Exd Weatherproofing Alert
Alan Wallace of Inlec Engineering in Perth shares his understanding
of this much abused method of maintaining weatherproofing on Exd equipment.
We are frequently asked by clients if they can add layers of grease bearing textile tapes such as Denso around the edge of flamepaths to improve weather protection. Reading the European and Australian Standards we find that the current state of play regarding Denso tape on Exd equipment is as follows:
Testing was actioned years ago in England by the UK Safety in Mines Research Establishment with one layer of Denso tape around the gap of a flamepath of test apparatus with a 25mm (1") overlap. It was found that for IIA gas the affect on the MESG (Maximum Experiment Safe Gap) was minimal; for IIB it reduced the required gap by about 50%; and for IIC by about 80%. This reduction in required gap for IIB and IIC gases caused by the tape means that the flameproof equipment we buy and safely use without tape could be unsafe if used with tape because the equipment’s flamepath gap may exceed the smaller gap required due to the tape. The user can NOT compensate for this as the gap range is fixed by the manufacturer’s certified design documents.
When the products of combustion escape they are cooled by three mechanisms:
- Heat transfer to the metal of the enclosure.
- Refrigeration effect
- Entrainment of the external air.
It is the third mechanism that is effected by the tape (this is also why you are not allowed to put solid objects within 40mm of a flamepath). For IIC the escaping gas is very hot. Based on the test results it obviously relies heavily on the entrainment factor to cool the gas quickly before it can act as an ignition source to the outside atmosphere.
My understanding is that the old BS stated that Denso or equivalent tape could be used if the gas was classified as group IIA, but only with IIB if the manufacturer was consulted. What normally happened for IIB was that if the manufacturers max gap per the certified drawings was less than 50% of that permitted by the design standards the use of tape was OK. Tape was not allowed on IIC due to the significant gap reduction required (80%) on what is already a very small gap compared to IIA/B.
AS2380.2 has a similar clause, but unfortunately is poorly written and in my opinion is of limited benefit to users. The AS allows tape on IIA EQUIPMENT only. There is no mention of number of wraps. If you follow the AS you'll never use tape as all Ex d equipment is either IIB or IIC certified regardless of the gas it is used with. I have never seen equipment certified only as IIA.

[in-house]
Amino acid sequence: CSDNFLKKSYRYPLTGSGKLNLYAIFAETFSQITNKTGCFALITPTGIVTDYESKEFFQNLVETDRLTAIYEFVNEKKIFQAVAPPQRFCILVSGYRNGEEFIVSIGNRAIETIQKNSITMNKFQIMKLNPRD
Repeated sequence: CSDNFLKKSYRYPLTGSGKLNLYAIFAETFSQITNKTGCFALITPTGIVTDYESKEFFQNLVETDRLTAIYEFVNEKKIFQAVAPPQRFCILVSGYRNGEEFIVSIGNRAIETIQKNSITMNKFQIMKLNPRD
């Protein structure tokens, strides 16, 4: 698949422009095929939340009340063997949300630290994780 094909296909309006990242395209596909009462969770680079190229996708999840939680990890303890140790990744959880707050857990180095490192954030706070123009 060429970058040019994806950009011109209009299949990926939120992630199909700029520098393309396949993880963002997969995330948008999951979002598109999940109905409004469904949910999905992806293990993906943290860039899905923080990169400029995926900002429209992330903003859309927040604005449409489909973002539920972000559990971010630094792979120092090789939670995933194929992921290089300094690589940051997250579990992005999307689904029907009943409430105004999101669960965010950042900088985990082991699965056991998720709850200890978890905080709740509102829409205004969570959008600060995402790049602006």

My understanding of the one wrap requirement is that the tape will jettison upon internal explosion, whereas two or more wraps might not. Another possible reason is the empirical data used to justify the use of tape used only one layer with a 1" overlap so the use of two or more layers is not proven.
One wrap on Denso tape with a small overlap is a suitable method for additional weather protection for SOME Ex d equipment. If the Australian Standards are followed, Denso can only be used on IIA equipment. This precludes Denso with IIB and IIC certified equipment. Based on the history of the testing and European Standard, it is my opinion that it is the gas group of the gas in the area that is important, not the gas group that the equipment is certified to. I personally would be comfortable using one layer of Denso with a small overlap on IIA, IIB, or IIC EQUIPMENT, provided that the hazardous area was only IIA. However, each user must ensure that he complies with any Statutory requirements that may apply.
Perth Western Australia
Disclaimer: Inlec Engineering believes that the information contained in this report has been obtained from sources that are accurate, but it has not checked or verified that information. Inlec Engineering and its employees accept no liability for any loss or damage whatsoever, caused by any error or omission from this report. Users should make and rely on their own independent inquiries.